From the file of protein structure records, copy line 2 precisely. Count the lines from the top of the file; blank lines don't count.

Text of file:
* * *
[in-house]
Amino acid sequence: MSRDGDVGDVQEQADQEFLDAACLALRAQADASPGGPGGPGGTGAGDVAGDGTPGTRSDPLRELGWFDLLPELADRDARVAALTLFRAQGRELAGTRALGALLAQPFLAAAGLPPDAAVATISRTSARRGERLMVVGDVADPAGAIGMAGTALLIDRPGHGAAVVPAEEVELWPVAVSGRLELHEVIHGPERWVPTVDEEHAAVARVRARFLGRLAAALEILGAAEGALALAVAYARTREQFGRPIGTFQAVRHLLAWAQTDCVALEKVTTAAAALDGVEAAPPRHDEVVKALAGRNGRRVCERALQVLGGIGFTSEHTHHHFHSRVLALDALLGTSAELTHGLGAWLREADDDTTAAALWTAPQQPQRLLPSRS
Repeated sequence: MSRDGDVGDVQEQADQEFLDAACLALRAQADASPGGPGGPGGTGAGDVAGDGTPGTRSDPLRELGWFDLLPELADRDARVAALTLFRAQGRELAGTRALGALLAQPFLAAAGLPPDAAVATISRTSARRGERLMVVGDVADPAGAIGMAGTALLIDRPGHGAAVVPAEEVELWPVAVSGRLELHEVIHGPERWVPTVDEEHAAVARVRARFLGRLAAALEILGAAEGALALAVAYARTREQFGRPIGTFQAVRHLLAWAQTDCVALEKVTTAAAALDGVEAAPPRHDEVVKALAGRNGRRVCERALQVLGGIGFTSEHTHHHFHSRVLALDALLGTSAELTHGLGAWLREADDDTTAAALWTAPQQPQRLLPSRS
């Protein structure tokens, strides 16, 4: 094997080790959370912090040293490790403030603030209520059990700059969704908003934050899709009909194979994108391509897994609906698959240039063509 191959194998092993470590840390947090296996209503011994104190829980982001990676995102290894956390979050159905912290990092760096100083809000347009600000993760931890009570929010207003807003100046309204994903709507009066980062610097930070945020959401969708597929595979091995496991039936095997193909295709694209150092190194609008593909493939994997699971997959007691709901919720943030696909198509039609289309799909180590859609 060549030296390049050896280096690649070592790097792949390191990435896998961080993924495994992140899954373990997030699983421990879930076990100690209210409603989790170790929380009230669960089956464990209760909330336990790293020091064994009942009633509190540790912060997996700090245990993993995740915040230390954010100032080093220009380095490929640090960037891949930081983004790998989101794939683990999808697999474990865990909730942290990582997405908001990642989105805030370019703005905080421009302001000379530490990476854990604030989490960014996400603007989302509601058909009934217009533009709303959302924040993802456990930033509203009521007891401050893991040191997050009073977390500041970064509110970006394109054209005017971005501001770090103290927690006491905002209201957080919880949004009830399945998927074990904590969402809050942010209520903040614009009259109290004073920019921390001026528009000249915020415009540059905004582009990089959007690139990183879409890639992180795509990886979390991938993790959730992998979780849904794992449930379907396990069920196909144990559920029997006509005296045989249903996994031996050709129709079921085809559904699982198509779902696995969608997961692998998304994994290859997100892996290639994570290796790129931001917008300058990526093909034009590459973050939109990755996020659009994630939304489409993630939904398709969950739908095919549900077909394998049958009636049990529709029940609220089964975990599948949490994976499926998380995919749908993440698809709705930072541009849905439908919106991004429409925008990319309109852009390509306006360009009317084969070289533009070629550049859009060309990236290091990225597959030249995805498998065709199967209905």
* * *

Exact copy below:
Amino acid sequence: MSRDGDVGDVQEQADQEFLDAACLALRAQADASPGGPGGPGGTGAGDVAGDGTPGTRSDPLRELGWFDLLPELADRDARVAALTLFRAQGRELAGTRALGALLAQPFLAAAGLPPDAAVATISRTSARRGERLMVVGDVADPAGAIGMAGTALLIDRPGHGAAVVPAEEVELWPVAVSGRLELHEVIHGPERWVPTVDEEHAAVARVRARFLGRLAAALEILGAAEGALALAVAYARTREQFGRPIGTFQAVRHLLAWAQTDCVALEKVTTAAAALDGVEAAPPRHDEVVKALAGRNGRRVCERALQVLGGIGFTSEHTHHHFHSRVLALDALLGTSAELTHGLGAWLREADDDTTAAALWTAPQQPQRLLPSRS